Yet though most people, according to Burgess, are possessed by the need to unify, they generally accept solutions rather than work out their own. How many Calvinists are there, after all, for every Calvin; how many Marxists for each Marx? Only the sexual division, the thing that makes a man different and apart from a woman (and vice-versa), is actually resolvable on an individual and thoroughly active level. This ritual, grâce à Dieu, is the exclusive possession of no one class or profession—there is, one assumes, no sexual aristocracy—and it may serve the artist as well or as poorly as it does anyone else. But it is of particular importance in Burgess's novels about artists because, as another means of achieving confluence, sex is closely allied with the creative act. It is, in fact, consistently used to reflect the condition of the less democratic syntheses which his artist-characters pursue.

Sex and art, then, serve as two separate though related expressions of the same drive, and because Burgess's protagonists in Nothing Like the Sun and A Vision of Battlements resort frequently to both, the two provide a good perspective on the conflict and confluence theme which figures so prominently in the ever-burgeoning Burgess canon. (pp. 46-7)

[In A Vision of Battlements] "the rock" looms like a threatening deity over the affairs of Sgt. Richard Ennis, Burgess's half-fictional protagonist who finds himself posted in wartime Gibraltar as instructor in the newly formed "Army Vocational and Cultural Corps." The unit is divided into two branches: the forward-looking "Vocational," which goes about training men to build a new world when the war is over; and the backward-looking "Cultural" (Ennis's), which is supposed to inculcate an appreciation for the arts, but languishes instead in the inattention of what C. P. Snow was to call the New Men. Ennis wants to make it in this new world, for his own sake as well as for his wife's (she eventually runs off with an American—the new world personified), but finds himself irresistibly attracted to the old: to his art, to the ancient culture of the Spanish and the Moors, and to his Spanish mistress, Concepción.

Burgess's description of the dilemma is characteristically direct: "Ennis had become a manichee, at home in a world of perpetual war. It did not matter what the flags or badges were; he looked only for the essential opposition—Wet and Dry, Left Hand and Right Hand, Yin and Yang, X and Y. Here was the inevitable impasse, the eternal stalemate."… And down the line the alliances form. Ennis's English wife, Laurel, is cool, refined, aseptic; Concepción is rich, warm, fragrant. While Laurel is the England of the Norse gods and the briny sea, Concepción is Spain, the ancient mingling of Latin and Moorish cultures, the stronghold of the Catholic Church—not the defensive, displaced Catholicism of Ennis's (and Burgess's) Northern England, but the proud, entrenched faith of Mediterranean Europe. And while Ennis is portrayed as sexually impotent with his wife ("Really, you are impetuous"), he is seen to enjoy a quite satisfactory relationship with Concepción, the product of which, predictably enough, is conception. (pp. 47-8)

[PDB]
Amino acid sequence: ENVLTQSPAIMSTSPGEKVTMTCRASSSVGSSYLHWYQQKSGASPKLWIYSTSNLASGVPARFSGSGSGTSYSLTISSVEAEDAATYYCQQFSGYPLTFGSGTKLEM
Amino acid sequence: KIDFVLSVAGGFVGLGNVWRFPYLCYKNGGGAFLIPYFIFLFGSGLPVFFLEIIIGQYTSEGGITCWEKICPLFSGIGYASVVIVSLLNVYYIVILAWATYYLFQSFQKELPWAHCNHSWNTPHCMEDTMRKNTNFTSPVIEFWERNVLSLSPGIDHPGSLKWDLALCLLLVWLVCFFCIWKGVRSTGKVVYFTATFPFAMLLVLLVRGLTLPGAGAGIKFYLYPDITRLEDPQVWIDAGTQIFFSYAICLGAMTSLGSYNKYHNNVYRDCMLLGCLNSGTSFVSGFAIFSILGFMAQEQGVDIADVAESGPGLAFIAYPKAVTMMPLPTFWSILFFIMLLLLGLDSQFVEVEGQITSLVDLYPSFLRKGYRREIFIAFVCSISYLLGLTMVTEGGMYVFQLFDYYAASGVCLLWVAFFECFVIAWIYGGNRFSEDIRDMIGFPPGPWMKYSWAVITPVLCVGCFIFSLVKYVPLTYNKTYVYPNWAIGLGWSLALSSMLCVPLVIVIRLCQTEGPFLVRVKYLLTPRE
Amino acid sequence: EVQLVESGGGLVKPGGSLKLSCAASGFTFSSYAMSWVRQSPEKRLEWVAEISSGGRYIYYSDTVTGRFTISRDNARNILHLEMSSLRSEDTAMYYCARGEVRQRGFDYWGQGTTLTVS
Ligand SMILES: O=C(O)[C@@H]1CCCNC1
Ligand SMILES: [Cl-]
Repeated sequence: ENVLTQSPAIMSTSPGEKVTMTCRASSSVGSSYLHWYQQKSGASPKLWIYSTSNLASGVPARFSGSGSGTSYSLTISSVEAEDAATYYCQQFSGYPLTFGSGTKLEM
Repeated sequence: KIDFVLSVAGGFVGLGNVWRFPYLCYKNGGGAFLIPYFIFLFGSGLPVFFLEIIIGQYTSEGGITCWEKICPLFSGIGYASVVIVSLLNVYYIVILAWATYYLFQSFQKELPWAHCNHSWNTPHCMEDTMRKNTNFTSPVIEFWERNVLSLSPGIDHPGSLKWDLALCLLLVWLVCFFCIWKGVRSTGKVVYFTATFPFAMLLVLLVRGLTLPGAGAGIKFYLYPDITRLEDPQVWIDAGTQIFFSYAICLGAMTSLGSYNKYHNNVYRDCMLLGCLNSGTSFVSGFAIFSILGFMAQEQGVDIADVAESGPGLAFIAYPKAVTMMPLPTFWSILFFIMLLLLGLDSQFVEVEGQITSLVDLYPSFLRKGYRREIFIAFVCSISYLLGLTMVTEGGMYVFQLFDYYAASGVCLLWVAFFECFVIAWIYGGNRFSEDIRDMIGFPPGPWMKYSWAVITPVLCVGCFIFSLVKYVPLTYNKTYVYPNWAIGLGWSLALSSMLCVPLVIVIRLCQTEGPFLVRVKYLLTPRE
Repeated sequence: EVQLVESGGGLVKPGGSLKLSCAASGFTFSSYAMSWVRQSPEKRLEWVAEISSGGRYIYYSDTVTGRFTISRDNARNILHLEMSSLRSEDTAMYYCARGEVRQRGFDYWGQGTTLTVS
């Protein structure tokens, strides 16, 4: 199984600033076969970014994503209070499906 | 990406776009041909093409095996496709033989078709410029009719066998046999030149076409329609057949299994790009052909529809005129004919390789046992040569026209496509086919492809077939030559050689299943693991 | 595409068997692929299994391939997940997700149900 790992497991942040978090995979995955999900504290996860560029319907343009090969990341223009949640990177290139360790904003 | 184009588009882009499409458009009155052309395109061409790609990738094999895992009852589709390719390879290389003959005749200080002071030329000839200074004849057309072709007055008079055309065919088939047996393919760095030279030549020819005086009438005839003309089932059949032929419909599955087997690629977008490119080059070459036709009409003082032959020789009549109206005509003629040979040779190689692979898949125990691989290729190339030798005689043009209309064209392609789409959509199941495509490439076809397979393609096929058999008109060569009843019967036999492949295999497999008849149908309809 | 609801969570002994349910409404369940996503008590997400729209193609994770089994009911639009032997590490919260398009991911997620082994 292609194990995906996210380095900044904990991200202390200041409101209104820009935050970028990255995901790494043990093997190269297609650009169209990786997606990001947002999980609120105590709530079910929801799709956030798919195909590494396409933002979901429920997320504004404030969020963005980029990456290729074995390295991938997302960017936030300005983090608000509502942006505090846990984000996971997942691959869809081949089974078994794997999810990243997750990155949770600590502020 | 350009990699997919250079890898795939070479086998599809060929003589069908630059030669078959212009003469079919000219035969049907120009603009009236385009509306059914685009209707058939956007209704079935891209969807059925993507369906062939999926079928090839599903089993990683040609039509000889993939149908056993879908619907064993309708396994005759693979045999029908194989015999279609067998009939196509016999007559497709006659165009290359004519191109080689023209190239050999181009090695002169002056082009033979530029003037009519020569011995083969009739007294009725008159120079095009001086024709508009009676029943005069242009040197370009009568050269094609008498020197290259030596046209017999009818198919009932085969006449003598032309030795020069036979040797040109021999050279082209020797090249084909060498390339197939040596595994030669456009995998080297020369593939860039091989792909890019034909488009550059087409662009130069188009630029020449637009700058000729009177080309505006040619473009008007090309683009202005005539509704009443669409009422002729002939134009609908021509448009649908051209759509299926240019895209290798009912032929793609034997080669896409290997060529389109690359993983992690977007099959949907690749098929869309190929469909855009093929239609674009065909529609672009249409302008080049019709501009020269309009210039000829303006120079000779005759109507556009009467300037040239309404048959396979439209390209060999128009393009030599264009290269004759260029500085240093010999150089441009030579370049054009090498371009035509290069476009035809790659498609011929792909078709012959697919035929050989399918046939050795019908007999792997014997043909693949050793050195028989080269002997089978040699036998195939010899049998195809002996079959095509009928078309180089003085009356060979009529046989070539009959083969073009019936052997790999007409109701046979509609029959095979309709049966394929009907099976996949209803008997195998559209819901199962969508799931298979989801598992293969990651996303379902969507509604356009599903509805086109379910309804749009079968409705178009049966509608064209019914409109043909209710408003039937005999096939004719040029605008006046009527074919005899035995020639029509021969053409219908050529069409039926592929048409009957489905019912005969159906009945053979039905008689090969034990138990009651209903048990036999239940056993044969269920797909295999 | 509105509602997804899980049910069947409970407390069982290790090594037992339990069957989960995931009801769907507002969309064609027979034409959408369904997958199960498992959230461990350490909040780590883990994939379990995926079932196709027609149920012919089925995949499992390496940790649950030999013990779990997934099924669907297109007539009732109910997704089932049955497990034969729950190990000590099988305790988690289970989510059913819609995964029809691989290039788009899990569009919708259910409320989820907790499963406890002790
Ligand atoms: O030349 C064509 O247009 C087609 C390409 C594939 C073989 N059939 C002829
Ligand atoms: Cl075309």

The dichotomy, of course, brings to mind Shakespeare, particularly the Shakespeare of the sonnets, who serves, if somewhat posthumously, as the subject of Burgess's Nothing Like the Sun. Fair England and dark Africa once more compete for the allegiance of the artist, and once more, it is the very delicate, refined beauty of the aristocratic North balanced against the rich and passionate allure of a black woman. In Nothing Like the Sun Concepción reappears as the dark lady, an East Indian woman of mysterious background whom Will woos and wins for his mistress; and Laurel's place is taken by young Harry (WH), Earl of Southampton, patron and sometime object of Will's hypergamous affections.

The important distinction between the two pairs, however, is not so much that the fair image turns male, but that the hostile/reverent attitude which characterized this relationship in A Vision takes on the added aspect of sexual attraction. With Laurel, Ennis is unable to achieve any sexual compatibility; rarely, in fact, does he think of her in sexual terms. But with young Harry, Will manages to express both his hostility and his admiration through the ambivalence of their homosexual relationship. Sex serves as a vengeance as well as a pleasure, and as a result, the role of the fair image in this novel becomes much more complex and much more vital.

Burgess carefully adumbrates the relationship which is to develop between Harry and the poet by inserting early in the narrative a number of passages which establish Will's homosexual leanings. (p. 48)

In the light of Burgess's concern with artistic synthesis, particularly synthesis as it carries over into sexual activity, homosexuality certainly seems a distortion of the drive to unite the male/female division. In A Vision, this is partially explained by the notion of channeling the energy which derives from the tension of conflict out of the natural heterosexual solution into the more demanding but ultimately more satisfying possibilities of art. The greater the sense of division, the more potent (and productive) the drive to unite it. When Ennis talks about transmuting lust into creative energy, it is to this that he is referring. The "calm epicene atmosphere" of Julian and his circle serves to dam the energy which might otherwise dissipate in lesser (i.e., sexual) activities.

But the relationship between the creative and the sexual impulse is much more complex than this simple equation of psychodynamics suggests, primarily because other factors enter into the process. For Ennis, as well as for Will, sexual excitement becomes almost a necessary condition for the creation of art. Time and again these artist/protagonists find themselves composing, often against their own will, at the height of their sexual passion. (p. 50)